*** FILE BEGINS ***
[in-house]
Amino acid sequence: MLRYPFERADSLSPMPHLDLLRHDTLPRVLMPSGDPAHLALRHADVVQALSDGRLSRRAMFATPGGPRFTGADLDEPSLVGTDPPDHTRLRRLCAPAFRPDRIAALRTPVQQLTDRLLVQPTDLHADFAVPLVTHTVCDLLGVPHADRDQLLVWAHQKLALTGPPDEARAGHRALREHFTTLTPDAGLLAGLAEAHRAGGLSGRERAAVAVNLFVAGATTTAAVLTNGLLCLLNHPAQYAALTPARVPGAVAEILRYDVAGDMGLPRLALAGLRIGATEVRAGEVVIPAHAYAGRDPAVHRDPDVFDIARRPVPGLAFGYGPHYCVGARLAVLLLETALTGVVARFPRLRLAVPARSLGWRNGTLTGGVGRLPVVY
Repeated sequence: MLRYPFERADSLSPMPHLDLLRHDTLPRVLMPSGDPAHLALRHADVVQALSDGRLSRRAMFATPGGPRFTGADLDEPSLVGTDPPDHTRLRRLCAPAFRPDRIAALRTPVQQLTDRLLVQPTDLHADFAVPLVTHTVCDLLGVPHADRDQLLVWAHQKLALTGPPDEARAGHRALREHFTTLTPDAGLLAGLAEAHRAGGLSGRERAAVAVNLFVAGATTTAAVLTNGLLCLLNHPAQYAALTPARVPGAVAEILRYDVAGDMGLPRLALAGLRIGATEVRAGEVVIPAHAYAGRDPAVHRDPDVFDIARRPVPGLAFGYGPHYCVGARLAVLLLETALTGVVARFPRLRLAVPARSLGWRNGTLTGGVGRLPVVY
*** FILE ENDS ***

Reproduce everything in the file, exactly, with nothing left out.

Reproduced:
[in-house]
Amino acid sequence: MLRYPFERADSLSPMPHLDLLRHDTLPRVLMPSGDPAHLALRHADVVQALSDGRLSRRAMFATPGGPRFTGADLDEPSLVGTDPPDHTRLRRLCAPAFRPDRIAALRTPVQQLTDRLLVQPTDLHADFAVPLVTHTVCDLLGVPHADRDQLLVWAHQKLALTGPPDEARAGHRALREHFTTLTPDAGLLAGLAEAHRAGGLSGRERAAVAVNLFVAGATTTAAVLTNGLLCLLNHPAQYAALTPARVPGAVAEILRYDVAGDMGLPRLALAGLRIGATEVRAGEVVIPAHAYAGRDPAVHRDPDVFDIARRPVPGLAFGYGPHYCVGARLAVLLLETALTGVVARFPRLRLAVPARSLGWRNGTLTGGVGRLPVVY
Repeated sequence: MLRYPFERADSLSPMPHLDLLRHDTLPRVLMPSGDPAHLALRHADVVQALSDGRLSRRAMFATPGGPRFTGADLDEPSLVGTDPPDHTRLRRLCAPAFRPDRIAALRTPVQQLTDRLLVQPTDLHADFAVPLVTHTVCDLLGVPHADRDQLLVWAHQKLALTGPPDEARAGHRALREHFTTLTPDAGLLAGLAEAHRAGGLSGRERAAVAVNLFVAGATTTAAVLTNGLLCLLNHPAQYAALTPARVPGAVAEILRYDVAGDMGLPRLALAGLRIGATEVRAGEVVIPAHAYAGRDPAVHRDPDVFDIARRPVPGLAFGYGPHYCVGARLAVLLLETALTGVVARFPRLRLAVPARSLGWRNGTLTGGVGRLPVVY